Serving Larchmont Village, Hancock Park, and the Greater Wilshire neighborhoods of Los Angeles since 2011.

City Proposes Fast-Tracking Restaurant Liquor Permits

The Los Angeles Department of City Planning announced this morning that – in response to the current COVID-19 crisis – it is working on a new Restaurant Beverage Program to simplify and fast-track liquor permit applications for restaurants.

According to the Planning Department statement, “The profit margin from sales of alcoholic beverages has helped restaurant owners stay afloat during sharp rises in rent and payroll costs and, more recently, in the midst of the COVID-19 pandemic. The Restaurant Beverage Program would create an efficient and easy-to-navigate process, providing opportunities to new startups while also aiding the recovery of existing small businesses, once the stay-at-home orders are lifted…These measures are in line with Los Angeles’s broader efforts to help local and family-owned businesses prepare for the economic recovery ahead.”

To sell alcoholic beverages for on-site consumption, restaurants need both a license from the state-level Alcohol Beverage Control agency, and a Conditional Use permit from the City of Los Angeles.  The Conditional Use Beverage (CUB) permit establishes specific operating conditions for each restaurant, on top of the state’s basic license rules, and results from what is usually a lengthy application and review process, including local neighborhoods and Neighborhood Councils, as well as public hearings with Planning Department officials. The process can take months, and sometimes even years, to complete.

Under the new proposal, however, while the state ABC licensing process would be the same, restaurants would be released from most of the time and expense of the current city CUB process, and the city would grant CUB permits “over the counter” instead.

According to today’s announcement, “The proposed Restaurant Beverage Program would shorten the time for City approvals from months to a matter of weeks,” and “restaurant owners would pay approximately $4,000 for a permit to serve alcohol—significantly less than the permit’s current price tag of $13,000.”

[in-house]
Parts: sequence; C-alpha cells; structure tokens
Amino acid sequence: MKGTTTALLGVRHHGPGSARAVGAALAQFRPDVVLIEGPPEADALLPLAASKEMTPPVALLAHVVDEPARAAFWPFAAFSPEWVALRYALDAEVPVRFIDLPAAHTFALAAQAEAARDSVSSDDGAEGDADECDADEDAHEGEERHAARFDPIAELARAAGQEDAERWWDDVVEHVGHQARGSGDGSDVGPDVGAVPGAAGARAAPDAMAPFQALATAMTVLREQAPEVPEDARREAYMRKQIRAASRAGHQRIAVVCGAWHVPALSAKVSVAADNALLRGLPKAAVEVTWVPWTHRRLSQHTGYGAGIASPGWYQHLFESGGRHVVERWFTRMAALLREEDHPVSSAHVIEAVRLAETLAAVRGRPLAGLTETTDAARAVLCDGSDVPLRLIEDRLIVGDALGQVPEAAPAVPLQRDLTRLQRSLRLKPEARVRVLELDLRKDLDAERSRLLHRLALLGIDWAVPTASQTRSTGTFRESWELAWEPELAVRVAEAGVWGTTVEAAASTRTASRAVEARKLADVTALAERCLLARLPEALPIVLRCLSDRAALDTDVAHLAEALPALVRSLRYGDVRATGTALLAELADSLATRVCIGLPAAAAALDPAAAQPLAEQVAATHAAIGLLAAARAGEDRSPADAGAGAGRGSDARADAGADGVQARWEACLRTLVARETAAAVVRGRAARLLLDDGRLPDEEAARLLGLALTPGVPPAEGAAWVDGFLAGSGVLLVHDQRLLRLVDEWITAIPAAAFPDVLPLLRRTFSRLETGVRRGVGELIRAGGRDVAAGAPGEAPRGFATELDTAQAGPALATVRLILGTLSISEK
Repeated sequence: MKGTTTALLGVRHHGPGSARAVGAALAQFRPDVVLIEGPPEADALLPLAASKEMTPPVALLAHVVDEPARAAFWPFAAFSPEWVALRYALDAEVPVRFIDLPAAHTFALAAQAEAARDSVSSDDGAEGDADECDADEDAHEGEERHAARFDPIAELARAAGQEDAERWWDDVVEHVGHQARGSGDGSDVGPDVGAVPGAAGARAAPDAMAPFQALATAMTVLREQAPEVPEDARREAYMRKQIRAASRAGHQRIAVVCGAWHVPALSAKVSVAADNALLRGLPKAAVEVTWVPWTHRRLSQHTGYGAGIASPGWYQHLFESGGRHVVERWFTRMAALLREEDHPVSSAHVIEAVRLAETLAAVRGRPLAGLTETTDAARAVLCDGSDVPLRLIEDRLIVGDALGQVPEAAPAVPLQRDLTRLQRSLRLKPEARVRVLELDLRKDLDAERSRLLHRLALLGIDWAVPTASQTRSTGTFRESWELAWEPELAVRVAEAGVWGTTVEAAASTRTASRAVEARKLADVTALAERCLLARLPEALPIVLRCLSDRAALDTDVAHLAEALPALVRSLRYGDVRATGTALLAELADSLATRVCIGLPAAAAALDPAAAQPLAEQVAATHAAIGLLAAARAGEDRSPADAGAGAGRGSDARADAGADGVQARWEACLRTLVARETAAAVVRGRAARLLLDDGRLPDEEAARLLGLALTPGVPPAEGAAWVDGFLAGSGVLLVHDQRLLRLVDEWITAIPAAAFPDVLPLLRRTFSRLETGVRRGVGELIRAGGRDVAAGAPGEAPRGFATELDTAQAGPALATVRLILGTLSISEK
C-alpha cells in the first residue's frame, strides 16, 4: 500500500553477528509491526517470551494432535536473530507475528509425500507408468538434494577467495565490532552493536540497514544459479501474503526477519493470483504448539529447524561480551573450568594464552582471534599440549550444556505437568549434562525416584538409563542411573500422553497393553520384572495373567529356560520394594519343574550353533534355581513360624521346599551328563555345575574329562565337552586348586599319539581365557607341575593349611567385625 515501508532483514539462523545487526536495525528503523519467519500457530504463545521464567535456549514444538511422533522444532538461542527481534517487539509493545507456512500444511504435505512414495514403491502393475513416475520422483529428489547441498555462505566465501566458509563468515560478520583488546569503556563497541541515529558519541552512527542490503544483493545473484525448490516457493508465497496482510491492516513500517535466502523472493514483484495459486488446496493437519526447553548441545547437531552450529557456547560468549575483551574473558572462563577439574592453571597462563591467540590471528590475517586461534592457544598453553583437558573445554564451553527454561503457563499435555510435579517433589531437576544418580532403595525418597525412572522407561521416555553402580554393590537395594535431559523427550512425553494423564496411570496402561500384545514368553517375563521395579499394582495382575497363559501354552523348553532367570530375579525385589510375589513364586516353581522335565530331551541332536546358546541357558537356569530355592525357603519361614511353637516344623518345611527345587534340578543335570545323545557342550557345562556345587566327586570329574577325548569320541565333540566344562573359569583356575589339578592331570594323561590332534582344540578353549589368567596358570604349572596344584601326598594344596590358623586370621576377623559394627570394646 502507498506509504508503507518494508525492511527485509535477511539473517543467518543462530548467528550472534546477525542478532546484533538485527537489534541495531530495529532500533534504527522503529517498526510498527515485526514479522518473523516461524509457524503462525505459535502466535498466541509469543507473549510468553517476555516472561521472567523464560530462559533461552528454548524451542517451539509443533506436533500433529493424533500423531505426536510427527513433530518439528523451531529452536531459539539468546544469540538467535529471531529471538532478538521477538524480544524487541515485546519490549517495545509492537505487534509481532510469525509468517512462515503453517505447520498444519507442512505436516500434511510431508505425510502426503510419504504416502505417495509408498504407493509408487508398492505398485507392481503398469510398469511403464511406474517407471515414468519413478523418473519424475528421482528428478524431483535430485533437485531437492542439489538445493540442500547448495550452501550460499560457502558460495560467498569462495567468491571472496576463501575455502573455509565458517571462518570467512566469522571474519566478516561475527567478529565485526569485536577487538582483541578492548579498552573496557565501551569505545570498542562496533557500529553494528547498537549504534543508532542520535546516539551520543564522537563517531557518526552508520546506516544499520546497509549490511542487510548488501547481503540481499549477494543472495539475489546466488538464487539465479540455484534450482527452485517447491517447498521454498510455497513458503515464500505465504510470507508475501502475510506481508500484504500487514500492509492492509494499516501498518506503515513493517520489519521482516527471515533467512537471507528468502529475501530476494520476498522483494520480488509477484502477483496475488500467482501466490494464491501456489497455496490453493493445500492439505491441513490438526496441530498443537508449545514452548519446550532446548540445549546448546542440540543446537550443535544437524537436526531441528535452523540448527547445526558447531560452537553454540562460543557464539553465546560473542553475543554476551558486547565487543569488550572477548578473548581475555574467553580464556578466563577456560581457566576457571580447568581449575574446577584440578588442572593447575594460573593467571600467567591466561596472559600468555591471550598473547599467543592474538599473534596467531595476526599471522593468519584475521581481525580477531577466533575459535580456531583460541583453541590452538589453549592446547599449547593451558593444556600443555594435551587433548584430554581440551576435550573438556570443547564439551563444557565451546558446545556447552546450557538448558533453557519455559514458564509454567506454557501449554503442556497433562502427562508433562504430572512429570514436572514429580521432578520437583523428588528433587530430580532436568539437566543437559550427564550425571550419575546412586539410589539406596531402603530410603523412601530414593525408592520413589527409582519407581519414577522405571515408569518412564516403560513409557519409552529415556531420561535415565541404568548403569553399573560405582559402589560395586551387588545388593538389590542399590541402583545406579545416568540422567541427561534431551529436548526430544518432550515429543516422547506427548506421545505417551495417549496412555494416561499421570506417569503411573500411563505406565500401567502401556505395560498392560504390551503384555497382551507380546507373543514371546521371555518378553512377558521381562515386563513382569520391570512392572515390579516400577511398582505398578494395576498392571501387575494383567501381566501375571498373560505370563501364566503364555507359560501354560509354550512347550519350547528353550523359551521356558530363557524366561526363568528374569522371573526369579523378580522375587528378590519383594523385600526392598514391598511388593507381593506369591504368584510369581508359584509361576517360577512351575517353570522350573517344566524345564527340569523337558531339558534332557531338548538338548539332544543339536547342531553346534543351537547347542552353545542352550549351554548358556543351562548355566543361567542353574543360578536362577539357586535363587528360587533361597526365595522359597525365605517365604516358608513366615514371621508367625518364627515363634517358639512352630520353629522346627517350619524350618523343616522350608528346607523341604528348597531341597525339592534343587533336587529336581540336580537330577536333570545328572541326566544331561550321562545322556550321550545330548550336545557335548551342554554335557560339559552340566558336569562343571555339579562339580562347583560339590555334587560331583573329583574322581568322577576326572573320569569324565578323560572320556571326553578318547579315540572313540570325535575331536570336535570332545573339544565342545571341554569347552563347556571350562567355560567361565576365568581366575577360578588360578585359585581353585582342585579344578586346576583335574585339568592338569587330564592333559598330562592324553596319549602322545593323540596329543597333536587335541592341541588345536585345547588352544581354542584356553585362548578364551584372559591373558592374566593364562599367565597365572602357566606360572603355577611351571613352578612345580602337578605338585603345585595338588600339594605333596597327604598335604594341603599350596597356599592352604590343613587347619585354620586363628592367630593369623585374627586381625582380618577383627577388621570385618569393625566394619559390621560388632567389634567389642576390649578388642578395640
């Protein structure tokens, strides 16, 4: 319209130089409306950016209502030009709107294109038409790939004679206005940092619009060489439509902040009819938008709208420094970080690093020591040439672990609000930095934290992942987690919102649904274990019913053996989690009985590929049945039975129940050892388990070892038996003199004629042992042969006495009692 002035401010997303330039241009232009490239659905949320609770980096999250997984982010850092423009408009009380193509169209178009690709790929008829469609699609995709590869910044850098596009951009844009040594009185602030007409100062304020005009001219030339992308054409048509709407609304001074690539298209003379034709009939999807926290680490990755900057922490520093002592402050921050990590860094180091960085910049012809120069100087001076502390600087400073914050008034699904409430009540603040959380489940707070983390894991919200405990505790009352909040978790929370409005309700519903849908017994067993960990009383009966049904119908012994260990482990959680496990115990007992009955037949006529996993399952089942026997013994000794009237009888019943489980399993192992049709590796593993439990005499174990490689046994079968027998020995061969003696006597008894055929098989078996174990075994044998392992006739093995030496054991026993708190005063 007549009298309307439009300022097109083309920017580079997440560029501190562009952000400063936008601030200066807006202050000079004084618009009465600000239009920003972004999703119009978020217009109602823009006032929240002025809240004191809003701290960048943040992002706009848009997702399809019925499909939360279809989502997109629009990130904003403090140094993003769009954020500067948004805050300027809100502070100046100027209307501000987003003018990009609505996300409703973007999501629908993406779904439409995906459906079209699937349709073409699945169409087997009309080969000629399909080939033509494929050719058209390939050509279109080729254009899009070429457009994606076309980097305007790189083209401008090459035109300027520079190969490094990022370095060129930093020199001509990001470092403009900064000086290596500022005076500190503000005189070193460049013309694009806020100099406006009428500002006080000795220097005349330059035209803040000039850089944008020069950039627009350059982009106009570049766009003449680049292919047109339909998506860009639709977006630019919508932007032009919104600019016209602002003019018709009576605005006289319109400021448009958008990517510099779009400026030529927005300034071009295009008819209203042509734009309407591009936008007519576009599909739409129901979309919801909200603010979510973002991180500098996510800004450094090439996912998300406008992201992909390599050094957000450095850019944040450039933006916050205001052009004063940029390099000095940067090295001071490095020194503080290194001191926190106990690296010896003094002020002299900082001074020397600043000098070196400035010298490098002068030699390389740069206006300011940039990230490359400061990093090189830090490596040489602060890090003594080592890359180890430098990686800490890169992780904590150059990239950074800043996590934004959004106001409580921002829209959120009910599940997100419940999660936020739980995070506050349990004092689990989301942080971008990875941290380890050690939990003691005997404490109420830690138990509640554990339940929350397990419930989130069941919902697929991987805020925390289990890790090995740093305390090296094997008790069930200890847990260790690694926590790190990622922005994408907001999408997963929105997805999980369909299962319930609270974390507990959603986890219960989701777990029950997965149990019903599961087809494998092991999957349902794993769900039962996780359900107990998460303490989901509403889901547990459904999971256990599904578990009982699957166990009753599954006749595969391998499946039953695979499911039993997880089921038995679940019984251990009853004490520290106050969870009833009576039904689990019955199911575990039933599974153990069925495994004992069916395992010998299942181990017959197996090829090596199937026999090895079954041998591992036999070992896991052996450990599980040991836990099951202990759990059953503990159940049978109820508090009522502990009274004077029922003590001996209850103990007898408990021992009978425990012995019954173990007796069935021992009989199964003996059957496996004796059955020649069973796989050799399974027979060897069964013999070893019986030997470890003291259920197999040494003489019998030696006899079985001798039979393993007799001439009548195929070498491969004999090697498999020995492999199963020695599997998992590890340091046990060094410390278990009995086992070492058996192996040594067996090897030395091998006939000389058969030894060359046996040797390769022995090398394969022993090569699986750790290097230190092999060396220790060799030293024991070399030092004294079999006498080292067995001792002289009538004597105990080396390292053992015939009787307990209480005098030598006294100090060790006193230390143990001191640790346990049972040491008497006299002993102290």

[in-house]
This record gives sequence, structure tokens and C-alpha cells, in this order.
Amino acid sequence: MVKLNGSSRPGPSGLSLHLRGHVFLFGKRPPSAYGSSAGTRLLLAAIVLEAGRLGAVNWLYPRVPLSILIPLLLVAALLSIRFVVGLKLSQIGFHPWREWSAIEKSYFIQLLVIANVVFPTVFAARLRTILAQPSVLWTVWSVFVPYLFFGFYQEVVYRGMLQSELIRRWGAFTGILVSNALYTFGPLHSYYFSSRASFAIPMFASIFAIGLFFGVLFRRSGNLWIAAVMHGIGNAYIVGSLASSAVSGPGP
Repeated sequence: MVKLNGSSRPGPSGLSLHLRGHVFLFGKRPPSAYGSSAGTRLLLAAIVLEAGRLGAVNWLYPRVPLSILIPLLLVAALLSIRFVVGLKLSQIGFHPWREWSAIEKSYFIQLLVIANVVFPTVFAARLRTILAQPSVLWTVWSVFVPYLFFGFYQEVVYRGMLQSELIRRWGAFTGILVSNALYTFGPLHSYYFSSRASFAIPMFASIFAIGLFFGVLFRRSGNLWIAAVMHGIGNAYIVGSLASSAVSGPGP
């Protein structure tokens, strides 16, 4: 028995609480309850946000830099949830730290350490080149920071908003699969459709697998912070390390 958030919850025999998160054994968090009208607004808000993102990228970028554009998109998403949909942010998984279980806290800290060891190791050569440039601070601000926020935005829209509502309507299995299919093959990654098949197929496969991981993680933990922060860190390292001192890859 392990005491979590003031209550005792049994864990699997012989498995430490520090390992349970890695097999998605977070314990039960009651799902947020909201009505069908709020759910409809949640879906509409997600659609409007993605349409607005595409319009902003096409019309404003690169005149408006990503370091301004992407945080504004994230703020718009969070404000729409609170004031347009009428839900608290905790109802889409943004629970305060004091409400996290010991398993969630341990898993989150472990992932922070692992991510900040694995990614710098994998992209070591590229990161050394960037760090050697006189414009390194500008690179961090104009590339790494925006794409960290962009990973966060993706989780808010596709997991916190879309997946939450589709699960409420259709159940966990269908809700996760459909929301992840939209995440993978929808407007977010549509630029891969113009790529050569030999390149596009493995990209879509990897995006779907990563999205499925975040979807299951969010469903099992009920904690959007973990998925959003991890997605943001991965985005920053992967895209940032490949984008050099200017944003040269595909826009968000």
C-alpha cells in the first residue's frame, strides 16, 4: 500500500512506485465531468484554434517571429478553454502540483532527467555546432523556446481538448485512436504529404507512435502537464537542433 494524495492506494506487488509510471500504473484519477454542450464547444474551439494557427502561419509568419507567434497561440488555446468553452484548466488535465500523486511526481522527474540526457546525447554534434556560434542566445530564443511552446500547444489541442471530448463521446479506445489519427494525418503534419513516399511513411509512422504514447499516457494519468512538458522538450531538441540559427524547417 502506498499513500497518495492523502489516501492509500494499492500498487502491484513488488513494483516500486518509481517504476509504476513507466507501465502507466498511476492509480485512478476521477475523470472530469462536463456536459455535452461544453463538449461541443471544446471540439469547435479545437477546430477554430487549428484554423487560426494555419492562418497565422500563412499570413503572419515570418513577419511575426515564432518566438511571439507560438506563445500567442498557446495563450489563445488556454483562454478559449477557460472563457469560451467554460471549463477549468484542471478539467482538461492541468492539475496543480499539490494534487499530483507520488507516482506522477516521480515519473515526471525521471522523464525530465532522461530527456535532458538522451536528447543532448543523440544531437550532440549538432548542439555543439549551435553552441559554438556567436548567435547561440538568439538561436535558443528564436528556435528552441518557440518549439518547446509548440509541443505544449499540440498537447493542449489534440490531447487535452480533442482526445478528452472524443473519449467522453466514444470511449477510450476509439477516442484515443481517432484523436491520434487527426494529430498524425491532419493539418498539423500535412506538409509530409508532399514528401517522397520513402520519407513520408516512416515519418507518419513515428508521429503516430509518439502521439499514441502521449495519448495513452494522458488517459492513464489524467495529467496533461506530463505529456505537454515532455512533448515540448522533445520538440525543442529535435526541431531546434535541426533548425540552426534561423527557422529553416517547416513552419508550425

Planning Department spokesperson Nora Frost also confirmed to the Buzz today that the program would work the same way for restaurants seeking to sell a full line of alcoholic beverages as it would for those wanting permission for just wine and beer.

That said, however, it is important to note that the program would definitely be for restaurants only, and “Nightclubs, bars, and liquor stores would not be eligible to take advantage” of the new rules.  According to a city Fact Sheet,  “Only bona fide sit-down restaurants with a commercial kitchen, full menu, and continuous food service during all hours of operation are eligible. All food and beverages must be served to seated patrons.”  In other words, Frost said, alcohol sales must be “incidental” to food sales at the establishment.  Bars and nightclubs, which sell more alcohol than food, would still have to go through the full “discretionary” review and public hearing process.

There are also some other protective measures built into the proposal.  According to the press release, in addition to the restaurants-only provision, there would also be “strict standards to hold participants accountable. Any operator found to be in repeat violation of these standards would be suspended from the program.”

So far, however, it’s important to note that this is all still just a proposal, and not something that will take effect any time soon.  Before any new rules are enacted, the motion will need to go through the city’s usual full study, review, and voting process, at both the Planning Department and the City Council.  But while that process of turning a motion into a finalized ordinance usually takes many months, if not years, Frost said Planning officials hope this particular measure will be nudged along as quickly as possible, and “We’d like it to be adopted by the end of the year.”

The Planning Department will host a webinar in May to share the details of the program and answer questions.  The webinar does not have a specific date yet, but if you’d like to be notified when it’s scheduled, or if you’d like to receive news about the proposal as it develops, you can sign up to receive updates at

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Elizabeth Fuller
Elizabeth Fuller
Elizabeth Fuller was born and raised in Minneapolis, MN but has lived in LA since 1991 - with deep roots in both the Sycamore Square and West Adams Heights-Sugar Hill neighborhoods. She spent 10 years with the Greater Wilshire Neighborhood Council, volunteers at Wilshire Crest Elementary School, and has been writing for the Buzz since 2015.

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